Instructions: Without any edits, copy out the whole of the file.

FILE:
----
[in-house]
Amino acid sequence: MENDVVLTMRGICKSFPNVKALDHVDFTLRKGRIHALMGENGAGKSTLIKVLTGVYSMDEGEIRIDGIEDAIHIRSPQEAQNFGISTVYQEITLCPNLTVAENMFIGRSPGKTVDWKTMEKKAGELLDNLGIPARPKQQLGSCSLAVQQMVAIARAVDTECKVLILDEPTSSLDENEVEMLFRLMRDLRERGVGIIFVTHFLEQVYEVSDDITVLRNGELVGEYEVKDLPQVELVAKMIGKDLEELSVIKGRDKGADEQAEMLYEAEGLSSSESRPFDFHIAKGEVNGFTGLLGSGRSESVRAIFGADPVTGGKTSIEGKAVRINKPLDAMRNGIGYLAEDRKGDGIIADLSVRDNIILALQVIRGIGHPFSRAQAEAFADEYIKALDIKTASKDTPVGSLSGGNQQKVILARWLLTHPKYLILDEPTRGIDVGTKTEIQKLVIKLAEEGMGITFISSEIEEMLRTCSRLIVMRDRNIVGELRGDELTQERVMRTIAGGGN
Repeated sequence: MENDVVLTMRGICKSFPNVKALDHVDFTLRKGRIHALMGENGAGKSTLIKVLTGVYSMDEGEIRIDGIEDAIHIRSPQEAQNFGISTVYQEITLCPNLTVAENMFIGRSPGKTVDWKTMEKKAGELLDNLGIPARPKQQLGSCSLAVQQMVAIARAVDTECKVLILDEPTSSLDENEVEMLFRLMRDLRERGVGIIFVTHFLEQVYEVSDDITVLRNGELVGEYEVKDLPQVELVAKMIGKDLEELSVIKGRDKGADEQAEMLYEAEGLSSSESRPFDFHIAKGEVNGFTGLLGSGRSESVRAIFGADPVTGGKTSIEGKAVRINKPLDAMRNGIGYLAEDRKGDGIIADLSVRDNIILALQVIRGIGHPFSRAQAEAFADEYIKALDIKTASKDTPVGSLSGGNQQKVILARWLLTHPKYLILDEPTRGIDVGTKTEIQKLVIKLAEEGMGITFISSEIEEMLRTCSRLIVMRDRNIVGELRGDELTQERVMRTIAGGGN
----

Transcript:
[in-house]
Amino acid sequence: MENDVVLTMRGICKSFPNVKALDHVDFTLRKGRIHALMGENGAGKSTLIKVLTGVYSMDEGEIRIDGIEDAIHIRSPQEAQNFGISTVYQEITLCPNLTVAENMFIGRSPGKTVDWKTMEKKAGELLDNLGIPARPKQQLGSCSLAVQQMVAIARAVDTECKVLILDEPTSSLDENEVEMLFRLMRDLRERGVGIIFVTHFLEQVYEVSDDITVLRNGELVGEYEVKDLPQVELVAKMIGKDLEELSVIKGRDKGADEQAEMLYEAEGLSSSESRPFDFHIAKGEVNGFTGLLGSGRSESVRAIFGADPVTGGKTSIEGKAVRINKPLDAMRNGIGYLAEDRKGDGIIADLSVRDNIILALQVIRGIGHPFSRAQAEAFADEYIKALDIKTASKDTPVGSLSGGNQQKVILARWLLTHPKYLILDEPTRGIDVGTKTEIQKLVIKLAEEGMGITFISSEIEEMLRTCSRLIVMRDRNIVGELRGDELTQERVMRTIAGGGN
Repeated sequence: MENDVVLTMRGICKSFPNVKALDHVDFTLRKGRIHALMGENGAGKSTLIKVLTGVYSMDEGEIRIDGIEDAIHIRSPQEAQNFGISTVYQEITLCPNLTVAENMFIGRSPGKTVDWKTMEKKAGELLDNLGIPARPKQQLGSCSLAVQQMVAIARAVDTECKVLILDEPTSSLDENEVEMLFRLMRDLRERGVGIIFVTHFLEQVYEVSDDITVLRNGELVGEYEVKDLPQVELVAKMIGKDLEELSVIKGRDKGADEQAEMLYEAEGLSSSESRPFDFHIAKGEVNGFTGLLGSGRSESVRAIFGADPVTGGKTSIEGKAVRINKPLDAMRNGIGYLAEDRKGDGIIADLSVRDNIILALQVIRGIGHPFSRAQAEAFADEYIKALDIKTASKDTPVGSLSGGNQQKVILARWLLTHPKYLILDEPTRGIDVGTKTEIQKLVIKLAEEGMGITFISSEIEEMLRTCSRLIVMRDRNIVGELRGDELTQERVMRTIAGGGN